By Sarah Bennett
By Adam Lovinus
By Jena Ardell
By Nate Jackson
By Gustavo Arellano
By Nick Keppler
By Nate Jackson
By Alex Distefano
But I'd made nary a note in my superembarrassing Winnie the Pooh notebook (Christmas present from Mom) when I saw Rebecca Schoenkopf, a.k.a. Commie Girl, standing outside the club, looking as if she were going to cover the show. Drats!
"I bet you're going to write about this, aren't you?" I hissed, brandishing my mechanical pencil.
"Touché, Rosen," she snarled, jabbing me in the shoulder with her ballpoint pen.
"Bring it on, Schoenkopf! Bring it on!" I shouted, doing my best impression of a menacing martial-arts move.
"I'm only going to write about how beautiful the two women are," she said, smashing her pen against the curb and holding the jagged end toward me.
"The ones who look like Susan Powter and some character from Twin Peaks?" I asked, tossing my pencil from hand to hand and then flipping it around behind my head, tucking it behind my ear and running into the club.
Unfortunately, the matching-Hawaiian-shirt-sporting Tiki Tones had just finished the last song of their first set—a plucky cover of Devo's "Girl U Want"—and were taking a break before playing again.
Which would have been fine if my roommate hadn't wanted to leave to go meet up with the rest of our friends, all of whom had already left Bamboo Terrace, which was kind of my fault since we were so late. It was shaping up to be quite a shitty evening.
I made us stick around until the band started playing again because I had to see the go-go dancer whom I'd heard was like the best go-go dancer this side of, um, this side of, well . . . anyone know the name of a really good go-go dancer? She was captivating, if only for the psychotic intensity with which she go-go'd. Most go-go dancers have this sort of bored, unimpressed, ice-queen look about them, as if they're just dancing in a cage because they have nothing better to do. Not so this go-go dancer! She sliced the air with her go-go hands and knees as if her life depended on it. She was all about the go-go. She could write Chicken Soup for the Go-go Soul.
And the band was good, too, in a surfy instrumental way that was more like what I always imagined them to be and less like the sound on their most recent album.
So I'd say it wasn't really that burnt after all.—Alison M. Rosen Let's Do the Time Warp Again! TSOL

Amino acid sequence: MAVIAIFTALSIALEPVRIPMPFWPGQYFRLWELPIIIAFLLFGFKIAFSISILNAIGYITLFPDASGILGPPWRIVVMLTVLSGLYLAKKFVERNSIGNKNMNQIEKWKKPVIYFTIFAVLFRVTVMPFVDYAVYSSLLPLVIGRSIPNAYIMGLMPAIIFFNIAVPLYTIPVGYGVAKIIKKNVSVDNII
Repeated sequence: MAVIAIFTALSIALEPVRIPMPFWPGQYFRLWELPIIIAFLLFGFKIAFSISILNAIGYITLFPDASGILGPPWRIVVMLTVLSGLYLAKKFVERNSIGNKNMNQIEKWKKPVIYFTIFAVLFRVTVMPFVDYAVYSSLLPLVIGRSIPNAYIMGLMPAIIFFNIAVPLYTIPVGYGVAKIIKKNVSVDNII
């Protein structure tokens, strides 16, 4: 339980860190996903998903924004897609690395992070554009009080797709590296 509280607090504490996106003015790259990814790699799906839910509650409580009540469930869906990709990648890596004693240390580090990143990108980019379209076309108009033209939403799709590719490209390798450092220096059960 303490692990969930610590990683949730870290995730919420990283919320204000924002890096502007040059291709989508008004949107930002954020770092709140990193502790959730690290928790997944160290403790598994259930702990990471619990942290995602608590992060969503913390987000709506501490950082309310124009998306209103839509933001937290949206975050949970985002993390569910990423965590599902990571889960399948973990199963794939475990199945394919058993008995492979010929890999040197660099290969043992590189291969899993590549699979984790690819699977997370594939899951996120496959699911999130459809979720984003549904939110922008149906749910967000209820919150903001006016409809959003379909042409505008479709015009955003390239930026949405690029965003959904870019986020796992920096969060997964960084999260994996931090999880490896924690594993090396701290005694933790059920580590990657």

This was a benefit for the Surfrider Foundation, but it could just as easily have been called Chain Reaction Family Night—there were lots of old punkers who brought their kids to this show, which is kinda cool but also kinda not. OC punk's golden age has a seriously nostalgic bent to it for a lot of kids today (like the '60s were for all of us who wore tie-dyed shirts to high school back in the '80s—yes, we can admit this now), even though it's a false, overly romanticized version of an age they never lived in and can never truly replicate—but, for a little while, at least they can pretend. A perfect example was the scrawny kid we saw who looked about 13, sporting high, spiked hair and a freshly minted black Ramones tee with the sleeves cut off. Since when did Wal-Mart open a punk-rock boutique?
Ah, well—we had fun playing dress-up in our youth, too. Our point made, we'll just offer a few details from TSOL's set—Jack Grisham in a frilly, hot-pink, lounge-singer shirt; "Abolish Government"; "Superficial Love"; "Code Blue"; yes yes yes, great great great, blah blah blah. What we'll cherish most was the moment when Jack brought a preteen girl onstage, duct-taped her to a plastic chair, and then launched her out into the middle of a whirling mosh pit as Jack blurted, "The cool thing is that my 13-year-old daughter is here tonight, and this is exactly the kind of stuff I tell her not to do!" The crowd was careful, though, and just gingerly jostled the lass, never letting her or the chair drop in spite of Jack's "Come on! Somebody's gotta try and knock her down!" pleas.
Damn kids today—they just behave too much!
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